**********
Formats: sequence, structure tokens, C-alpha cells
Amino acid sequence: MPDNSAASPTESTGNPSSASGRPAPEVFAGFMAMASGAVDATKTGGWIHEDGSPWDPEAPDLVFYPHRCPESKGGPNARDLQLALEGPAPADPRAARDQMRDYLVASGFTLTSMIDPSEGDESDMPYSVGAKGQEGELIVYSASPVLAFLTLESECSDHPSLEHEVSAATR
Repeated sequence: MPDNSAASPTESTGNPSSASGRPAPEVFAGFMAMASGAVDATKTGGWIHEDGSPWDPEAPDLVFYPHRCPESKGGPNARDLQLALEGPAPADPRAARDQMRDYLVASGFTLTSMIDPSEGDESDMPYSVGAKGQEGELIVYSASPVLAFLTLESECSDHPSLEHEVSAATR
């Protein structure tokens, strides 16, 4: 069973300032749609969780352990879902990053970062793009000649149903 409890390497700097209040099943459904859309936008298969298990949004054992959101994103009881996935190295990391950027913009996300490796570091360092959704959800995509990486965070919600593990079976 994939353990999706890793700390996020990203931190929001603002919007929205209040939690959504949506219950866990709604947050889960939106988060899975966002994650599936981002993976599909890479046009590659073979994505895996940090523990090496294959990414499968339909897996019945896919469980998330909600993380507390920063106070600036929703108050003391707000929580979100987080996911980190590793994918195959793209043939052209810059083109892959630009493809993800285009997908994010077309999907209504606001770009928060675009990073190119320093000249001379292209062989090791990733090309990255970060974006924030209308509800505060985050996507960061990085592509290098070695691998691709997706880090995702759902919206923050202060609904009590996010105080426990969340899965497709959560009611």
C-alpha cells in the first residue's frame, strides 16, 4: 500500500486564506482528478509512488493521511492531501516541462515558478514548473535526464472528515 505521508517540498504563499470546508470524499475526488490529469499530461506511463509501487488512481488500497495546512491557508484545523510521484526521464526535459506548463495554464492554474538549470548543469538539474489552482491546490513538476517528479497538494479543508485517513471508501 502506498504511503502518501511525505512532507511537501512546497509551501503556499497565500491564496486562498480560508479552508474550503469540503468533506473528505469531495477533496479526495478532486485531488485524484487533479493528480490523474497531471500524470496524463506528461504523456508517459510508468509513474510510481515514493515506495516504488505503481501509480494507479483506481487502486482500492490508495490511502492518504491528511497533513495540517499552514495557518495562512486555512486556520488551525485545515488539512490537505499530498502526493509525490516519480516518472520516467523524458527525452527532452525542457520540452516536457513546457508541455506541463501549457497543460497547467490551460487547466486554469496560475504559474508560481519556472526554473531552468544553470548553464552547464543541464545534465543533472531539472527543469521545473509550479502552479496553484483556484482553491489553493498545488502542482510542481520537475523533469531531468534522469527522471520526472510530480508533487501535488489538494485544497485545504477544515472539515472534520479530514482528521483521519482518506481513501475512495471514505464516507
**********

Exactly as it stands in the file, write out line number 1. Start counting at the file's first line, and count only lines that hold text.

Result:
Formats: sequence, structure tokens, C-alpha cells